A photograph of the Iranian president holding up his identity card during elections in March 2008 clearly shows his family has Jewish roots. A close-up of the document reveals he was previously known as Sabourjian – a Jewish name meaning cloth weaver. The short note scrawled on the card suggests his family changed its name to Ahmadinejad when they converted to embrace Islam after his birth.An article from 2005 in the Guardian also talks about the name change, but without mentioning that the family was Jewish previously.
The Sabourjians traditionally hail from Aradan, Mr Ahmadinejad's birthplace, and the name derives from "weaver of the Sabour", the name for the Jewish Tallit shawl in Persia. The name is even on the list of reserved names for Iranian Jews compiled by Iran's Ministry of the Interior....
A London-based expert on Iranian Jewry said that "jian" ending to the name specifically showed the family had been practising Jews. "He has changed his name for religious reasons, or at least his parents had," said the Iranian-born Jew living in London. "Sabourjian is well known Jewish name in Iran."
The Saborjhian family rented the two-storey house before leaving their impoverished environment in the late 1950s in search of prosperity in Tehran. Mr Ahmadinejad was little more than one year old when they went to the city.A skeptical take from Evan Hill, a blogger on a site called The Majlis, points out that the Telegraph and Guardian articles contradict themselves on the meaning of the name Sabourjian. Another thing that strikes me as possibly fishy about the Telegraph article is that it quotes an unnamed "London-based expert on Iranian Jewry." Who is he? Why didn't the article name him?
It was a move that coincided with changing the family name, a step taken for a mixture of religious and economic reasons, relatives say.
The name change provides an insight into the devoutly Islamic working-class roots of Mr Ahmadinejad's brand of populist politics. The name Saborjhian derives from thread painter - sabor in Farsi -a once common and humble occupation in the carpet industry in Semnan province, where Aradan is situated.
Ahmad, by contrast, is a name also used for the prophet Muhammad and means virtuous; nejad means race in Farsi, so Ahmadinejad can mean Muhammad's race or virtuous race.
"Moving from a village to big cities was so common and widespread at that time that perhaps people, not wanting to show their roots, would change their names," said Mehdi Shahhosseini, 31, son of one of Mr Ahmadinejad's cousins, still living in Aradan.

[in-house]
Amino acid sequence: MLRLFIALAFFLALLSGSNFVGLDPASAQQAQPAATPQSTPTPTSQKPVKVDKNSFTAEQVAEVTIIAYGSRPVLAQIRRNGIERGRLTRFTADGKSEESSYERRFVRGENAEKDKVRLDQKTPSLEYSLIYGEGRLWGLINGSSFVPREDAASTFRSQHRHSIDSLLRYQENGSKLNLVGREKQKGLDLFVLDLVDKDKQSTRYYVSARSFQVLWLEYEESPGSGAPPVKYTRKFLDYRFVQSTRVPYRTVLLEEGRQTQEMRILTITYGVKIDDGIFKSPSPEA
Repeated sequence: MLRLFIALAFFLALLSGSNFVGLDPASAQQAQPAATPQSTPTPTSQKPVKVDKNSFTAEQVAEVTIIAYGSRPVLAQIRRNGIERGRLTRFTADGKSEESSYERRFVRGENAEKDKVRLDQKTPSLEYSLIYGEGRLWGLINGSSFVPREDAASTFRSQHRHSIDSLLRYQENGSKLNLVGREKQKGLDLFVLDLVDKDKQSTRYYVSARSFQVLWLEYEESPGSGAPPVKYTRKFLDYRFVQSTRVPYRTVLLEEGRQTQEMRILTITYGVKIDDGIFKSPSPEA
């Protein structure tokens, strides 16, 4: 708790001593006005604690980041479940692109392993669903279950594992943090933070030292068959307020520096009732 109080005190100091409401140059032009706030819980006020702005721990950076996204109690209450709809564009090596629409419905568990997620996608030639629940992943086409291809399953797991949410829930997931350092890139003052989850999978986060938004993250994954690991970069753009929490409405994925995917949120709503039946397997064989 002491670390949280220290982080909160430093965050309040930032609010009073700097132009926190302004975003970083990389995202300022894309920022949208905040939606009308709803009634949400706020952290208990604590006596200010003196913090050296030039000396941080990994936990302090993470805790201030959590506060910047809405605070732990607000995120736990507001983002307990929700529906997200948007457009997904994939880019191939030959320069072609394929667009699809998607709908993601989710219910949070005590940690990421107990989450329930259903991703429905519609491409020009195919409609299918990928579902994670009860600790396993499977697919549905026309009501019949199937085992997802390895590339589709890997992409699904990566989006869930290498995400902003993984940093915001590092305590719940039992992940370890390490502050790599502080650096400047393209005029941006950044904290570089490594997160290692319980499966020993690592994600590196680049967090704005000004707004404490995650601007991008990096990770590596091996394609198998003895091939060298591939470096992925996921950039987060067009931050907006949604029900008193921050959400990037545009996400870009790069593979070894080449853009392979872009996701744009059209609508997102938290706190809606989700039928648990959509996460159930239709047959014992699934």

An article on the Radio Free Europe website from January of this year says that:
Mehdi Khazali, the son of the conservative Ayatollah Khazali, has written on his personal website that he recently learned that President Mahmud Ahmadinejad has Jewish roots. Khazali notes that Ahmadinejad changed his family name from Saburjian, and says that the origins of the Saburjian family in the town of Aradan should be investigated.Is Khazali likely to be a reputable source? Or could he have written this simply to smear Ahmedinejad? A follow-up on this story comes from the Jewish Chronicle:
Dr Mehdi Khazali was reportedly detained after writing on his website earlier this year that the president had changed his family name from Saburjian — thought to be Jewish in origin. And during the election campaign, reformist candidate Mehdi Karroubi also challenged Ahmadinejad in a live TV debate to give his full name. The “Jewish Ahmadinejad” dispute has even spread beyond Iran. A Bahrain newspaper, Akhbar al-Khaleej, published an article on the claim.More on Mr. Khazali's arrest comes from an article this summer (July 5, 2009) in the Jerusalem Post. (The link appears to be broken - I have the text from the International Free Press Society).
The Iranian blogger who claimed President Mahmoud Ahmadinejad has Jewish roots is being detained by the authorities after he was arrested along with 150 university students earlier this week, according to sources in Teheran.It will be interesting to see if this report is borne out by further investigations.
Dr. Mehdi Khazali, who reportedly participated in several recent opposition demonstrations, was reportedly summoned to a special court convened for religious figures, detained and transferred to an unknown location. The son of a prominent, conservative pro-Ahmadinejad ayatollah, Khazali wrote on his Web site earlier this year that the president – a Holocaust denier and relentless critic of Israel – was of partially Jewish origin, asserting that Ahmadinejad had changed his family name from Saburjian, and calling for the origins of the Saburjian family in the town of Aradan to be investigated.
The assertion featured in the bitter presidential election campaign, when rival reformist candidate Mehdi Karroubi challenged Ahmadinejad in a live TV debate, reportedly stating: “My full name is Mehdi Karroubi. What is your full name?” Ahmadinejad gave his full name, according to an Al-Arabiya TV report, but left out one surname which is said to indicate Jewish ancestry.
The “Jewish Ahmadinejad” dispute even spread beyond Iran, when Bahrain’s oldest newspaper, Akhbar al-Khaleej, was briefly shut down by the governing authorities two weeks ago after it published an article recycling the claim.